Other Applications for CashMap’s Line of Credit Strategy


Other Applications for CashMap’s Line of Credit Strategy

Our Challenge

We’re all busy. There are too many things demanding our time. There are more things to do than there is time to do it! For most of us, we work hard for our money and there’s not enough of it. Our money doesn’t demand our attention, there’s nothing keeping us from blowing it and it’s not there encouraging us to make the decisions necessary to ensure that we’ll have enough of it.

Banks Our Money to Make Money

We can’t afford to have our dollars sitting around doing nothing. Banks thrive off of lazy dollars. They use our savings and checking account dollars to borrow anywhere between two and eight times our savings and checking account balance for almost nothing, make loans at six percent and pocket the difference. The simple principal behind CashMap’s Line of Credit Strategy allows you to turn the tables on the bank.

CashMap’s Simple Underlying Principal

We always keep our money working for us. That’s it!

When we have debt and we’re unsure if we can get a higher return on our dollars than the interest rate we are paying on our debt, debt payoff is an excellent strategy to boost financial wealth. However, if we’re not getting rid of debt, how can this strategy be used?

Our Savings Habit that Helps Banks

We all know we need to save; however, the way we do it is the problem. First, most of us don’t budget. Second, we worry that we might not have enough cash or we don’t want to be bothered. So, we leave idle cash sitting in our checking accounts.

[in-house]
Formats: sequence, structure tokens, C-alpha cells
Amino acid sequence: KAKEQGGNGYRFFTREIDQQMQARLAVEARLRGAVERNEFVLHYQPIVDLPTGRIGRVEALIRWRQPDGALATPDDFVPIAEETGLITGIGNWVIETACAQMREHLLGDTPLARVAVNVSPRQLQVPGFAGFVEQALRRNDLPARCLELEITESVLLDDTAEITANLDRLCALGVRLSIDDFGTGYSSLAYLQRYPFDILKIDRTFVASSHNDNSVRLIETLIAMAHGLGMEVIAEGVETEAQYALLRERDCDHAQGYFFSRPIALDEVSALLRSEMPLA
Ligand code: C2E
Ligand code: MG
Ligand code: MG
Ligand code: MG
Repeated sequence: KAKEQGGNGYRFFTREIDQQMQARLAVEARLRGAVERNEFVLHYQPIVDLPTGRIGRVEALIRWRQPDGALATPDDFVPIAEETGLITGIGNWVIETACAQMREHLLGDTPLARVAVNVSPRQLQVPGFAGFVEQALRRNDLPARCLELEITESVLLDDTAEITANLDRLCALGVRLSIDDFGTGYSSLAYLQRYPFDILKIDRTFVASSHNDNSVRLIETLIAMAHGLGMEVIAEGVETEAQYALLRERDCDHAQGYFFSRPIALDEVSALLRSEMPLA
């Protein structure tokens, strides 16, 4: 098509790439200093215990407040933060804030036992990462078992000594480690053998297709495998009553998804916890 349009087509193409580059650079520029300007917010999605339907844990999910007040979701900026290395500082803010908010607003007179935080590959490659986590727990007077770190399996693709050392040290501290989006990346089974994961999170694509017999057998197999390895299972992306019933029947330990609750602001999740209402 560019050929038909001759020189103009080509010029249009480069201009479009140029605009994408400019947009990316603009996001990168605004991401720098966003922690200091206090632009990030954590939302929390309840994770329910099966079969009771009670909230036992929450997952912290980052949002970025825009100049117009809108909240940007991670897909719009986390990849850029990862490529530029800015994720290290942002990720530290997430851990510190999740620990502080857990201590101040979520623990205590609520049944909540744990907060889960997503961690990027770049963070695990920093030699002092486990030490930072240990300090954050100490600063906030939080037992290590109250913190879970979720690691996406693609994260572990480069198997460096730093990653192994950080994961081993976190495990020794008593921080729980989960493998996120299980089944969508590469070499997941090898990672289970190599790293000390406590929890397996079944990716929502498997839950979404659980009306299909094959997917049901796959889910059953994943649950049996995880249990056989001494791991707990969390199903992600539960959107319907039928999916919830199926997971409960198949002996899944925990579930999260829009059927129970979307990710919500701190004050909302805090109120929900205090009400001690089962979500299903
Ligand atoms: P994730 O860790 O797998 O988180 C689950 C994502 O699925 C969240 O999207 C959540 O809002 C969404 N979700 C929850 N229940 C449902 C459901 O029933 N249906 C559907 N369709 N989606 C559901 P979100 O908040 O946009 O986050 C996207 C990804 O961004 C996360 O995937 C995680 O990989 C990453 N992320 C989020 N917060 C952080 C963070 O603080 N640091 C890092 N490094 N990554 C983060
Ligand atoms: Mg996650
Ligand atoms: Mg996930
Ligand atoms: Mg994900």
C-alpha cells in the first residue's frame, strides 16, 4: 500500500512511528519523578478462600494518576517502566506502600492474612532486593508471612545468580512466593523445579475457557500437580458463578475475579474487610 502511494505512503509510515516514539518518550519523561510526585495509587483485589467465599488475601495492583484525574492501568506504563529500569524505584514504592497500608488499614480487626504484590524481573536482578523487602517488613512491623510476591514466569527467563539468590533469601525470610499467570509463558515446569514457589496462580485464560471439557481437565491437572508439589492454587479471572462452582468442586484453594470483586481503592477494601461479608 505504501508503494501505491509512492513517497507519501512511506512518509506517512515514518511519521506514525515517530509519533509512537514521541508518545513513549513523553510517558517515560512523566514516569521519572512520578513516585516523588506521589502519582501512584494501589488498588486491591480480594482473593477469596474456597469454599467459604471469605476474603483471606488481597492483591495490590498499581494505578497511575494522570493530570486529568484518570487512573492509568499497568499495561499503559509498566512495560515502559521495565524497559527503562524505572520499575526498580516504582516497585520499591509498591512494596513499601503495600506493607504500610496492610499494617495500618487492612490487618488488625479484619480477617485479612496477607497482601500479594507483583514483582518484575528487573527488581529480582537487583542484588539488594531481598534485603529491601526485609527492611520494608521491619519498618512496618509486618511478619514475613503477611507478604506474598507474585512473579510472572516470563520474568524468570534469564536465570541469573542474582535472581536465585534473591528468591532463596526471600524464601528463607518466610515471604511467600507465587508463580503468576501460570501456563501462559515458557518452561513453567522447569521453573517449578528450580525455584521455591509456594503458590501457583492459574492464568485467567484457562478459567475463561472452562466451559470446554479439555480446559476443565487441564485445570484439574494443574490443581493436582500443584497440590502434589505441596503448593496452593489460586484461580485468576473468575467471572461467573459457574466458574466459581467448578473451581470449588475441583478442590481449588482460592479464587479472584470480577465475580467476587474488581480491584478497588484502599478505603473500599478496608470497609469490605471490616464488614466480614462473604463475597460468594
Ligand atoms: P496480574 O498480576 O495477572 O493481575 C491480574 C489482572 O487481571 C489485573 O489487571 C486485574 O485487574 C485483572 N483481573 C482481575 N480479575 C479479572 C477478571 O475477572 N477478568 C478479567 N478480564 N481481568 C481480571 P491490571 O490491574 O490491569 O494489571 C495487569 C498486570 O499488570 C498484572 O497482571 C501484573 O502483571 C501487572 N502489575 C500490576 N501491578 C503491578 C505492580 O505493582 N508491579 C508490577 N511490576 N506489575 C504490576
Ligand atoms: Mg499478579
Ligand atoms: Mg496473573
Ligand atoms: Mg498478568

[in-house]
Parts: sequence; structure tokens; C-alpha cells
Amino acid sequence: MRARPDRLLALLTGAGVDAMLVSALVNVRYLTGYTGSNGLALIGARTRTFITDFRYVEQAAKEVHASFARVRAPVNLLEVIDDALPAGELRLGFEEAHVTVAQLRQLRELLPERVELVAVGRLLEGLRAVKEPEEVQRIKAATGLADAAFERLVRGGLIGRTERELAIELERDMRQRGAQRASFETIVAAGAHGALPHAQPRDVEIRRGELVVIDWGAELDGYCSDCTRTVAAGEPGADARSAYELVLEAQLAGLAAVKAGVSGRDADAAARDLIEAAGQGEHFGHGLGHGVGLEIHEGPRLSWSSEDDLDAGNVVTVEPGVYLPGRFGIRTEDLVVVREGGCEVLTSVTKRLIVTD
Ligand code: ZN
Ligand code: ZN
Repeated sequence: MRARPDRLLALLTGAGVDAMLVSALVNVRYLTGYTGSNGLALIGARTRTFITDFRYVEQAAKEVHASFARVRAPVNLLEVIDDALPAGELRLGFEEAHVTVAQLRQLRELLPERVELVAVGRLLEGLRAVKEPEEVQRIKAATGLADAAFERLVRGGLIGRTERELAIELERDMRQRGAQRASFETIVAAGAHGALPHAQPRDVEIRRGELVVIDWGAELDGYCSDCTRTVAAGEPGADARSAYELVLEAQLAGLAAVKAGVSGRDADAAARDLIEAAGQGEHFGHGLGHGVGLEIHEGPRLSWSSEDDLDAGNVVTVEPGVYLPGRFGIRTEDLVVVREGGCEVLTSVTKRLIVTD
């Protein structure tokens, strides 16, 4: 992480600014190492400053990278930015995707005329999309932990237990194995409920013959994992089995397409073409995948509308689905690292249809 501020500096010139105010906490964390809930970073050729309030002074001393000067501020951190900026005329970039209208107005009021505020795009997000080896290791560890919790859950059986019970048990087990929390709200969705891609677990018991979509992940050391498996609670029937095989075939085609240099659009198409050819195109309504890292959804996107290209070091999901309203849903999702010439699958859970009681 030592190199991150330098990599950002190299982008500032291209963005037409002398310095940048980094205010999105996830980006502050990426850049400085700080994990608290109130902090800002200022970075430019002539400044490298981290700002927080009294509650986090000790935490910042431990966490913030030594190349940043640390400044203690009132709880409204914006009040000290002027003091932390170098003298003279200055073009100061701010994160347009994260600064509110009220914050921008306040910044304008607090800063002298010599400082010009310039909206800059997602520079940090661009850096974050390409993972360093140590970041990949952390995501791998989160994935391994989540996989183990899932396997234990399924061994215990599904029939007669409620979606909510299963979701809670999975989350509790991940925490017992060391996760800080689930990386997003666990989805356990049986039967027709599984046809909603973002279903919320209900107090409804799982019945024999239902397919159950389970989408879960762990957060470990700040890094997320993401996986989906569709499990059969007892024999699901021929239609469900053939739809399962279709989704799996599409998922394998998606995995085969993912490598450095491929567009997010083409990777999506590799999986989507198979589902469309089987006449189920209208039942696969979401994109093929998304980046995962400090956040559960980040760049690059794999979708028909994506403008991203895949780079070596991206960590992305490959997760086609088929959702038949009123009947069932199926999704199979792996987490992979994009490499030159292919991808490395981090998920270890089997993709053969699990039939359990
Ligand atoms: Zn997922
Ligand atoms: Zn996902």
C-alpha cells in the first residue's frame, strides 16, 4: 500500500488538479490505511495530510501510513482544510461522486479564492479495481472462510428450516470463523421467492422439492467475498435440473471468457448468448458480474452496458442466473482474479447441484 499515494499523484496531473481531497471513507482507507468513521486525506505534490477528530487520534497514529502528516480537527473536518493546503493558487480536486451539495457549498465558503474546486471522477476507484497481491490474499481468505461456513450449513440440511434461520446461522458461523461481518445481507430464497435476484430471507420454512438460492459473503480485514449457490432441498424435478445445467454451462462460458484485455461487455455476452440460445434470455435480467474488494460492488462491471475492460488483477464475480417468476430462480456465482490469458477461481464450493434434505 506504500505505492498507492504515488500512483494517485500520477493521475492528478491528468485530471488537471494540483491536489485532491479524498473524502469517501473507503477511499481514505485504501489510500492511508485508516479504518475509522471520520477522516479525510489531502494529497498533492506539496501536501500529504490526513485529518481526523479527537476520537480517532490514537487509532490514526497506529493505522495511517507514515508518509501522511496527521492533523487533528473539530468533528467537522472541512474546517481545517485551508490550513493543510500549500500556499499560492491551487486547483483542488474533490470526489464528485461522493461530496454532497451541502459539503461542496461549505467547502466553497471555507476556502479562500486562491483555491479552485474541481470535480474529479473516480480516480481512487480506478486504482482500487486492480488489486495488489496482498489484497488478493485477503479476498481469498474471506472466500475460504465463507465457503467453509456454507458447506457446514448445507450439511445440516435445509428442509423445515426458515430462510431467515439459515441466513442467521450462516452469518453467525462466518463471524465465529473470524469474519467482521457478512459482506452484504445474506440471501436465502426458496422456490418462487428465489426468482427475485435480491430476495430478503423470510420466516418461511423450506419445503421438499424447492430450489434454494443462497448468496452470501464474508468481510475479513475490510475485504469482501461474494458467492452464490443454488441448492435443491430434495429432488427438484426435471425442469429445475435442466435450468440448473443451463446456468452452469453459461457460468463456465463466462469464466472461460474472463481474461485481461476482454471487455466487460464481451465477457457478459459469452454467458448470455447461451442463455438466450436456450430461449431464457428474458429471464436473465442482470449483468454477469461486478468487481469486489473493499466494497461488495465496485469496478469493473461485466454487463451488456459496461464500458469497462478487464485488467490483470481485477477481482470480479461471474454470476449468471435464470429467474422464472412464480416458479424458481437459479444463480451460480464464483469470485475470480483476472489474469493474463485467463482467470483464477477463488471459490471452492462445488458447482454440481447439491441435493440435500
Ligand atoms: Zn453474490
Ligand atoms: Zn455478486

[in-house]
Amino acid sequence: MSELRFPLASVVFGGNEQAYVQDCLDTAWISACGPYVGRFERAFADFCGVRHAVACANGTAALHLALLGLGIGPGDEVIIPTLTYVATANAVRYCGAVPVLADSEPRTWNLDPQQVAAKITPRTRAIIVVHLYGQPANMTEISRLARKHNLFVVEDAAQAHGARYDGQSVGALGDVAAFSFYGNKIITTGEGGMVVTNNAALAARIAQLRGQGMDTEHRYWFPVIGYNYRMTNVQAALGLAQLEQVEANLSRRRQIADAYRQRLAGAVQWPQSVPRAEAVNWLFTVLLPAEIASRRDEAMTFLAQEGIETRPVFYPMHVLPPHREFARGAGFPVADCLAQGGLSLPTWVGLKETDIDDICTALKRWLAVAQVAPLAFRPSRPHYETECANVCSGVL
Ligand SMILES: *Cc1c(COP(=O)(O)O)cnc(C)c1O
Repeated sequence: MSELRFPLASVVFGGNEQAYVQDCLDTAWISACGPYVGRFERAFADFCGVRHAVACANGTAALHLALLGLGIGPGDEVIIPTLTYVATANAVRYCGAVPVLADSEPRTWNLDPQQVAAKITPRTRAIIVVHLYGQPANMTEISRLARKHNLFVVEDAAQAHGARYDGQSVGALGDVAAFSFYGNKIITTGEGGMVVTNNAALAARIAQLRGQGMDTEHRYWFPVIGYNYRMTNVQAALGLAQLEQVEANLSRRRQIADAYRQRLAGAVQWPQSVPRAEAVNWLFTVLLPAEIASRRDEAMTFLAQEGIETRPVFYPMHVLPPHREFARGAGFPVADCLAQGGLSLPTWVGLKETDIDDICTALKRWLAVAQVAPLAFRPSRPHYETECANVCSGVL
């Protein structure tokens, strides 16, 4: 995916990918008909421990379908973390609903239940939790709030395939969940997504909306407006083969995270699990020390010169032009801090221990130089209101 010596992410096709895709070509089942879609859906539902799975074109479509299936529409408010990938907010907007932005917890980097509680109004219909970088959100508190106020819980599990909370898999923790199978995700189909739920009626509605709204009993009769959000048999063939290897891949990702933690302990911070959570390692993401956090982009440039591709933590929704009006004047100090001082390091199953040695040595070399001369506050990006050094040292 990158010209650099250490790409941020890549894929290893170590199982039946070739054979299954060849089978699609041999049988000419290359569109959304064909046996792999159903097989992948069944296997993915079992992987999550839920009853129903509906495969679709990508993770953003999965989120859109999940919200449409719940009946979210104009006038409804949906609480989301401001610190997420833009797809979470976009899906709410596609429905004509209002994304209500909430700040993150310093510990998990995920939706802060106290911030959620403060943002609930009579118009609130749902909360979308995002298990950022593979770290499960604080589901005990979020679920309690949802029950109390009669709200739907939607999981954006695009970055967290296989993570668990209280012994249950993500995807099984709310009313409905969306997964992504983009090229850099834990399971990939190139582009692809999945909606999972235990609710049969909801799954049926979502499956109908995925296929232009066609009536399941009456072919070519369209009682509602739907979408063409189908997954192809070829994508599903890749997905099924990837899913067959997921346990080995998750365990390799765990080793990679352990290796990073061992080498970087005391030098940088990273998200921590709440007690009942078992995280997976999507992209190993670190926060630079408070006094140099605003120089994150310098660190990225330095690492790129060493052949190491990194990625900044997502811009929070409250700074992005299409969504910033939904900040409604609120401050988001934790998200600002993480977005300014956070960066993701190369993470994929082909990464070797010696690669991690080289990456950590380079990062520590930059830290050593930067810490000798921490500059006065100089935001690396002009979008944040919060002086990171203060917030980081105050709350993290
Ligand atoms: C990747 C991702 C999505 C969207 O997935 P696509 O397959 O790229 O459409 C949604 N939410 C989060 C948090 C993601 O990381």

For most of us, saving thirty percent of what we earn is aggressive. It shouldn’t be and doesn’t have to be like this. If after we pay our bills, we have $1,000 saving $300 is aggressive. If we were to save $300 a month earning 4 percent, in twenty years we would have $304,000. We’ll have almost $661,000 if we were to save $1,000 a month. $700 is sitting in the checking account doing nothing. What’s even worse, we don’t know where the $700 was spent.

A Savings Account Dilemma

In a recent posting, ‘The NerdWallet Credit Card Blog’ recently listed their ’Top 10 High Yield Savings Accounts for the Digital Age’. The highest savings rates are between .85 and 1 percent. Admittedly, the interest rate is low; however, this is much better than what the banks are willing to pay us.

There’s a problem.

We’re only allowed to have six withdrawals a month. If we go over, there’s a fee. This keeps many of us from saving more aggressively.

CashMap’s Simple Saving Solution

To earn the greatest amount of interest, we want to keep the average daily balance in our savings account as high as possible. How do we do this? Depositing our dollars as early in the billing cycle and making withdrawals as late as possible in the billing cycle. To do this, we shift the due dates of all our bills to as late as possible. This means that we might have just two withdrawals during the month, our rent/mortgage and all our other living expenses.

This is a one-time adjustment. The six-withdrawal limitation is no longer a concern. Our dollars are working for us all month long, we are aggressively saving and we have few if any lazy dollars.

In my next post, we’ll discuss how you can use this strategy with your investment advisor!

Ready to start your journey towards financial freedom? Get started today!

I’d love to hear from you. Please send your questions, topics or suggestions to dennis@cashmapconsulting.com. You can also follow me on twitter at cash_map.

No Comments

Sorry, the comment form is closed at this time.


What are YOU saving for?

Know what you're working towards with our FREE These Are My Dreams worksheet. Visualize your priorities and learn how CashMap can make your dreams a reality!


It’s not magic. There’s no hidden catch. Use your bank’s money, not your hard-earned savings, to safely save more money and pay down more debt. Our clients have saved hundreds of thousands of dollars with this simple principle. Learn how it works with our FREE ebook Managing Your Lazy Dollars.